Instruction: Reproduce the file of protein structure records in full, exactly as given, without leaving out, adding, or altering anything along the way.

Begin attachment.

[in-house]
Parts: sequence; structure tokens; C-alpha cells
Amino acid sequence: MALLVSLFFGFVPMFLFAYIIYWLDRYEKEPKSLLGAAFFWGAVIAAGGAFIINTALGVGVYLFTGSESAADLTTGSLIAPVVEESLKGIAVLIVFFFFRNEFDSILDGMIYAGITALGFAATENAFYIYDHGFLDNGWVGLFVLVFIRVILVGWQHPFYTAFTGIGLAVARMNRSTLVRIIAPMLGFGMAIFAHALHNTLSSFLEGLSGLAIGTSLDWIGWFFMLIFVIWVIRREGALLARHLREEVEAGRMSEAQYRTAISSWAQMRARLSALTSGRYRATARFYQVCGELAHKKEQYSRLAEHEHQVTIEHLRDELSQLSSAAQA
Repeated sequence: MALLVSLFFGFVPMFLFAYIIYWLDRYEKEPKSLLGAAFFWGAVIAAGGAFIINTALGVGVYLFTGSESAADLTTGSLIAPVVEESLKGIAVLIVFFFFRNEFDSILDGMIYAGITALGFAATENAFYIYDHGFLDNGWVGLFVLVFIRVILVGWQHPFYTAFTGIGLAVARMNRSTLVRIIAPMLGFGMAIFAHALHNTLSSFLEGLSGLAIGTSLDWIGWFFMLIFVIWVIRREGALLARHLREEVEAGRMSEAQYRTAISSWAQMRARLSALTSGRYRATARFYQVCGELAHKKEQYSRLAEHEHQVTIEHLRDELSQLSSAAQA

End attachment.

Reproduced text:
[in-house]
Parts: sequence; structure tokens; C-alpha cells
Amino acid sequence: MALLVSLFFGFVPMFLFAYIIYWLDRYEKEPKSLLGAAFFWGAVIAAGGAFIINTALGVGVYLFTGSESAADLTTGSLIAPVVEESLKGIAVLIVFFFFRNEFDSILDGMIYAGITALGFAATENAFYIYDHGFLDNGWVGLFVLVFIRVILVGWQHPFYTAFTGIGLAVARMNRSTLVRIIAPMLGFGMAIFAHALHNTLSSFLEGLSGLAIGTSLDWIGWFFMLIFVIWVIRREGALLARHLREEVEAGRMSEAQYRTAISSWAQMRARLSALTSGRYRATARFYQVCGELAHKKEQYSRLAEHEHQVTIEHLRDELSQLSSAAQA
Repeated sequence: MALLVSLFFGFVPMFLFAYIIYWLDRYEKEPKSLLGAAFFWGAVIAAGGAFIINTALGVGVYLFTGSESAADLTTGSLIAPVVEESLKGIAVLIVFFFFRNEFDSILDGMIYAGITALGFAATENAFYIYDHGFLDNGWVGLFVLVFIRVILVGWQHPFYTAFTGIGLAVARMNRSTLVRIIAPMLGFGMAIFAHALHNTLSSFLEGLSGLAIGTSLDWIGWFFMLIFVIWVIRREGALLARHLREEVEAGRMSEAQYRTAISSWAQMRARLSALTSGRYRATARFYQVCGELAHKKEQYSRLAEHEHQVTIEHLRDELSQLSSAAQA